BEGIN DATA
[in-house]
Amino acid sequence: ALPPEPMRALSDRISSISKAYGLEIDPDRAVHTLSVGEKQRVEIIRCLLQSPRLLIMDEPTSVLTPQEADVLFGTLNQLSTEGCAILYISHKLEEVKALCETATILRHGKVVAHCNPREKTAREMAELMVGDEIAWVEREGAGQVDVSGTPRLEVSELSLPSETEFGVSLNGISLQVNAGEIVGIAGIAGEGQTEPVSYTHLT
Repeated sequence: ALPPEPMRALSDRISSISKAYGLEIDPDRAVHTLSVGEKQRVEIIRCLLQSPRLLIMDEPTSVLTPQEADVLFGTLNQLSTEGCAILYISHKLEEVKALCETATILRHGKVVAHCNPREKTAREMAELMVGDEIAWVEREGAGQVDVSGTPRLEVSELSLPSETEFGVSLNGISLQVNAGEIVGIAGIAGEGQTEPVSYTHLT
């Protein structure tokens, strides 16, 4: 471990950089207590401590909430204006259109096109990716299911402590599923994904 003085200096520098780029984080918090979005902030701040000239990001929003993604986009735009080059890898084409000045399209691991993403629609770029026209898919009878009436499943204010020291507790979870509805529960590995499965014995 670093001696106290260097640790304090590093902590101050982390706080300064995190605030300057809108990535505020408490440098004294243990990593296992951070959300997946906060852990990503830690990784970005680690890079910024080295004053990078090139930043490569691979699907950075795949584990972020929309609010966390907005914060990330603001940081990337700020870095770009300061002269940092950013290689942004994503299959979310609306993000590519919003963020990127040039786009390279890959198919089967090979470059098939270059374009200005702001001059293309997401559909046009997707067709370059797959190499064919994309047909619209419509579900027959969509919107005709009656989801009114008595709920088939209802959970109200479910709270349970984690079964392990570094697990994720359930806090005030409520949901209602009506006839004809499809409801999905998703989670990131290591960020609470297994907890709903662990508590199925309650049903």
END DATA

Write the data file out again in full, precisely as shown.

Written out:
[in-house]
Amino acid sequence: ALPPEPMRALSDRISSISKAYGLEIDPDRAVHTLSVGEKQRVEIIRCLLQSPRLLIMDEPTSVLTPQEADVLFGTLNQLSTEGCAILYISHKLEEVKALCETATILRHGKVVAHCNPREKTAREMAELMVGDEIAWVEREGAGQVDVSGTPRLEVSELSLPSETEFGVSLNGISLQVNAGEIVGIAGIAGEGQTEPVSYTHLT
Repeated sequence: ALPPEPMRALSDRISSISKAYGLEIDPDRAVHTLSVGEKQRVEIIRCLLQSPRLLIMDEPTSVLTPQEADVLFGTLNQLSTEGCAILYISHKLEEVKALCETATILRHGKVVAHCNPREKTAREMAELMVGDEIAWVEREGAGQVDVSGTPRLEVSELSLPSETEFGVSLNGISLQVNAGEIVGIAGIAGEGQTEPVSYTHLT
């Protein structure tokens, strides 16, 4: 471990950089207590401590909430204006259109096109990716299911402590599923994904 003085200096520098780029984080918090979005902030701040000239990001929003993604986009735009080059890898084409000045399209691991993403629609770029026209898919009878009436499943204010020291507790979870509805529960590995499965014995 670093001696106290260097640790304090590093902590101050982390706080300064995190605030300057809108990535505020408490440098004294243990990593296992951070959300997946906060852990990503830690990784970005680690890079910024080295004053990078090139930043490569691979699907950075795949584990972020929309609010966390907005914060990330603001940081990337700020870095770009300061002269940092950013290689942004994503299959979310609306993000590519919003963020990127040039786009390279890959198919089967090979470059098939270059374009200005702001001059293309997401559909046009997707067709370059797959190499064919994309047909619209419509579900027959969509919107005709009656989801009114008595709920088939209802959970109200479910709270349970984690079964392990570094697990994720359930806090005030409520949901209602009506006839004809499809409801999905998703989670990131290591960020609470297994907890709903662990508590199925309650049903």